Trade & Industry
Advanced Manufacturing prepares individuals to apply technical knowledge and skills in all aspects of shaping metal parts.
Instruction involves making computations relating to work dimensions, tooling and feeds and speeds of machining. Emphasis is placed upon bench work and the operation of lathes, power saws, milling machines, grinders, drills and computer operated equipment (CNC). Instruction also includes the use of precision measuring instruments such as layout tools, micrometers and gauges; methods of machining and heat treatment of various metals; blueprint reading; and the layout of machine parts. Instruction prepares students to operate all types of hand and computer-controlled machines.
Instruction is split between academic theory and practical applications. In this pursuit, students are assigned projects, which become more and more advanced as skills are mastered. These skills will be tested with written, virtual, and real-world quizzes, tests, exams, and projects.
This course is heavily reliant upon mathematics and spatial orientation. It is critical that the student learn to envision 3D environments and related material science concerning work holding, machine processing, material removal, inter-part relationships, and fits and tolerances to be successful. The students will progress from hand tools through conventional power machinery and computer operated machine tools throughout the course.
Students will work independently and in teams on projects. In this vein, the student gains experience with teamwork in a dynamic environment. By assuming the roles of team members as well as team leaders, roles related to real world manufacturing environments are emphasized and encouraged.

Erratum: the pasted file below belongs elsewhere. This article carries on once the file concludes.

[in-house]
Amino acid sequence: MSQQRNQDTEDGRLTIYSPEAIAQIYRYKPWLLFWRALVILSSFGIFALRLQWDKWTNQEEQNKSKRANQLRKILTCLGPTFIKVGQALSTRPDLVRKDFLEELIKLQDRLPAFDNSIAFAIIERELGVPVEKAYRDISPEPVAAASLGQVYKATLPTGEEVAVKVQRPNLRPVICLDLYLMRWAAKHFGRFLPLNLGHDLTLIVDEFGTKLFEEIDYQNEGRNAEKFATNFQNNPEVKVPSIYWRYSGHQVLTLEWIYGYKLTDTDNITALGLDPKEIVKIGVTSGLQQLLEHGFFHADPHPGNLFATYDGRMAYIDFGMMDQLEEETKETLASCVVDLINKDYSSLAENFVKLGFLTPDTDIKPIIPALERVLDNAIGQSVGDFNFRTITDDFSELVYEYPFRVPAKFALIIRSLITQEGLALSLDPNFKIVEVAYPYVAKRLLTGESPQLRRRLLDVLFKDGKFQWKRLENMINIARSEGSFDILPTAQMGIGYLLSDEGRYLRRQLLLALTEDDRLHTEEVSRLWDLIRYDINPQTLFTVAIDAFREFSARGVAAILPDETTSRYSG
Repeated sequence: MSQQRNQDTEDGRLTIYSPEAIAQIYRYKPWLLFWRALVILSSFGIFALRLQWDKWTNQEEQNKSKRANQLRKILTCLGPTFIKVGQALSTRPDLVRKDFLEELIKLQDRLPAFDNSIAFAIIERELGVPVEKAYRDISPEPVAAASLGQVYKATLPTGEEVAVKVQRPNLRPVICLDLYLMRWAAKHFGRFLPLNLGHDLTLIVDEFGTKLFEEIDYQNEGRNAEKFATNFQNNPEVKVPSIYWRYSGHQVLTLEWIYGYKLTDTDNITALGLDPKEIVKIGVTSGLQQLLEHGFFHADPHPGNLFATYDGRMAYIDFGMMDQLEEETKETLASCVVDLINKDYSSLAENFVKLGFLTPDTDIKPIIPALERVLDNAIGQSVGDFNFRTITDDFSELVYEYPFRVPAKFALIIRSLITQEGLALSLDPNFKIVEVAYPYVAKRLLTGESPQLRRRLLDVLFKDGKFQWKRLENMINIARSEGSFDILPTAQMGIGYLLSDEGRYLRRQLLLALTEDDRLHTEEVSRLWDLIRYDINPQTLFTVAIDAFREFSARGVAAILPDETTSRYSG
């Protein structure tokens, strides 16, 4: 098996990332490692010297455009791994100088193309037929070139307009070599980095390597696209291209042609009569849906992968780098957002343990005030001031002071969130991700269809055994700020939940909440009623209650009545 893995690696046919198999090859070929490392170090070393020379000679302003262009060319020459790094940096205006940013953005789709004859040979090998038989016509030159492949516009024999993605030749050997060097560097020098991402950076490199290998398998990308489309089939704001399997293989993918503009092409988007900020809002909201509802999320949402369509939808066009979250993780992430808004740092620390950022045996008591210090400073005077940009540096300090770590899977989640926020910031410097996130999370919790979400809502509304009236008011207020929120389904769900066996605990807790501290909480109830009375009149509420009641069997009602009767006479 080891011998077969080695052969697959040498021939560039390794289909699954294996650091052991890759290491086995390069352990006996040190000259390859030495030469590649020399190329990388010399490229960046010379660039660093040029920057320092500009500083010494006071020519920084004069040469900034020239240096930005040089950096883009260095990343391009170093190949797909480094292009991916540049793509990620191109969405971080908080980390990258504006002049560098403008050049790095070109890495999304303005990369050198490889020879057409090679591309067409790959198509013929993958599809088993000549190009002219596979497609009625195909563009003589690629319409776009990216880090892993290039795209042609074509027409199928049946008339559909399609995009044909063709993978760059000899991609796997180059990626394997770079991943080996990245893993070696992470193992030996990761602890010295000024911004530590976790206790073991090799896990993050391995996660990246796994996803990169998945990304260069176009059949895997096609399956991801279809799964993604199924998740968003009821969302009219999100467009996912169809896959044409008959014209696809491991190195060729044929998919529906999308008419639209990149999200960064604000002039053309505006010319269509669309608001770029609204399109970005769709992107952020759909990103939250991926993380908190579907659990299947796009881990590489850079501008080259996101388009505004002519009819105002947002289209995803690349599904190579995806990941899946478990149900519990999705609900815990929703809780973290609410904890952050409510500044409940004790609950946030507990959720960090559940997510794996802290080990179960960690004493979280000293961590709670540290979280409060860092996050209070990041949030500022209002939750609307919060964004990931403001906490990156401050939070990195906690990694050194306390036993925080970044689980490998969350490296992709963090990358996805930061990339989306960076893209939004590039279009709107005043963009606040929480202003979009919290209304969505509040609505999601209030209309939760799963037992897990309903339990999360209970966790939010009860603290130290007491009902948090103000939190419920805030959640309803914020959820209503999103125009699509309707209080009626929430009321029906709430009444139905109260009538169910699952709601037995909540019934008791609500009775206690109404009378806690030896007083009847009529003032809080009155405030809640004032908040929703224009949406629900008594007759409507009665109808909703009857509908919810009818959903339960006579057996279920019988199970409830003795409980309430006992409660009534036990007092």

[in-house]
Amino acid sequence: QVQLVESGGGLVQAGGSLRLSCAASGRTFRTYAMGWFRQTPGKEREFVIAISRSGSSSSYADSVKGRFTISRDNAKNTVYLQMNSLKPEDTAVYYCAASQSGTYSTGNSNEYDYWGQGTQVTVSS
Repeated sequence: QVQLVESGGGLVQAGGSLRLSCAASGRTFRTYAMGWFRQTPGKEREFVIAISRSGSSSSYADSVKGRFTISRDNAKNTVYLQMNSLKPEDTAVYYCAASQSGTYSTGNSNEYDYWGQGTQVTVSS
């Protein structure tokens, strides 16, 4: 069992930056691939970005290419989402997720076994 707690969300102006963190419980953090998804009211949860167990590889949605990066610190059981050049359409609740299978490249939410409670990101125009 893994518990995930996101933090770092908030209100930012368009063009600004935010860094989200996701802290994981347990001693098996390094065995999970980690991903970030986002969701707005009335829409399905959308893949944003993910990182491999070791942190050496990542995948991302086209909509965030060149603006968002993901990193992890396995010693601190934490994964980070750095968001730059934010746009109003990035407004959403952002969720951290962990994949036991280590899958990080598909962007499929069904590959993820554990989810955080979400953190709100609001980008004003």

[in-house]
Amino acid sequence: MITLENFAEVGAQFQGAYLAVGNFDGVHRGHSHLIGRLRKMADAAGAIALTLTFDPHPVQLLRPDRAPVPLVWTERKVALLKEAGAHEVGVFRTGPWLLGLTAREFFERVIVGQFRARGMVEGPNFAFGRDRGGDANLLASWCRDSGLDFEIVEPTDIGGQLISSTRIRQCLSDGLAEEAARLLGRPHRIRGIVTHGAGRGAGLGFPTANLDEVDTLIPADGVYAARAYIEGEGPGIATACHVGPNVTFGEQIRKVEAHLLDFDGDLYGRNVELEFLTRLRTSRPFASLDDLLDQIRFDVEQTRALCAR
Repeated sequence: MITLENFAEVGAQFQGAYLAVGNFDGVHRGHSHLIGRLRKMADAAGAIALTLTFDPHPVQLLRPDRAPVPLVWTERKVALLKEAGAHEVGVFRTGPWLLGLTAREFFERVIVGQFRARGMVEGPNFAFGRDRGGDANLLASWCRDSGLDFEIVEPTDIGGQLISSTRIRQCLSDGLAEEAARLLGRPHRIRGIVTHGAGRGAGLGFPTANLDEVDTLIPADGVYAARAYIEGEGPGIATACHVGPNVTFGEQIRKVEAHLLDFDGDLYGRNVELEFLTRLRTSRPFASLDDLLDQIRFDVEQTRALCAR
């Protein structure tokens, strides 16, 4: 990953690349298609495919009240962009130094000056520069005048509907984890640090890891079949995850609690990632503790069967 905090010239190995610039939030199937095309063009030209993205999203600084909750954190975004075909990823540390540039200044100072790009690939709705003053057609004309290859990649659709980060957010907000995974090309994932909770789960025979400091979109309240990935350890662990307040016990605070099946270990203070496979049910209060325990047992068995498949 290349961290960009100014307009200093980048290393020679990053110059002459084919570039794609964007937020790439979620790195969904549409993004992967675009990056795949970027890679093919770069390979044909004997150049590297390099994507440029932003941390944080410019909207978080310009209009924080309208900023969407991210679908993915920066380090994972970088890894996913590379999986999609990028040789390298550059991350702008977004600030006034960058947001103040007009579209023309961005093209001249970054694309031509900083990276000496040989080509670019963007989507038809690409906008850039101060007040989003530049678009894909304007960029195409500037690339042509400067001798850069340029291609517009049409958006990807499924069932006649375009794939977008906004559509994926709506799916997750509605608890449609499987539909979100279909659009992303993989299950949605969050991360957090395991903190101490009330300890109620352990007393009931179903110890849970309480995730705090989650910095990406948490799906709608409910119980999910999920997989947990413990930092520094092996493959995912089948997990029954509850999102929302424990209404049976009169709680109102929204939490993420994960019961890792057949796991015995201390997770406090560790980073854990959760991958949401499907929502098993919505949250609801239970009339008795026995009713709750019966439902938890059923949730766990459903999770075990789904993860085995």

Students will have the opportunity to participate in field trips to local manufacturers and machine shops. There will be guest lecturers as well as job coaching and interviewing experiences.
Meet the Instructor
Hi, my name is Gary Beach. I have always had a passion for designing, making, and building things. My journey in advanced manufacturing started while attending Arlington High School. I attended all metal shop and wood shop classes that were offered. Then during my senior year in 2005/2006, I attended the Sno-Isle TECH Precision Machining course (now Advanced Manufacturing). This is when things really took off for me. After Sno-Isle TECH, I attended Skagit Valley College for two years, and then proceeded to attend Seattle University for two-and-half more years majoring in Mechanical Engineering.
I graduated with honors from Seattle University with a Bachelor of Science in Mechanical Engineering in August 2010. In December 2010 I took a job at Senior Aerospace AMT deburring parts and running CNC machines. I did this for about a year before I was promoted to the engineering department. While in engineering I worked my way through all job functions including manufacturing planning, drafting, CNC programming, and tool design. After three years of settling in as a CNC programmer and tool designer, I was promoted within the department to Programming Lead. This role led to being promoted again to Programming Supervisor where it was my responsibility to lead the programming team to success and oversee the development and creation of manufacturing processes for the company’s products. While I was supporting my responsibilities as Programming Supervisor at AMT, I also pursued earning a master’s degree. In June 2020 I graduated from WGU with a Master of Science in Management and Leadership.
I am passionate about precision machining and manufacturing. I take all the opportunities I can to teach others about the machining and manufacturing trade while I keep learning more myself.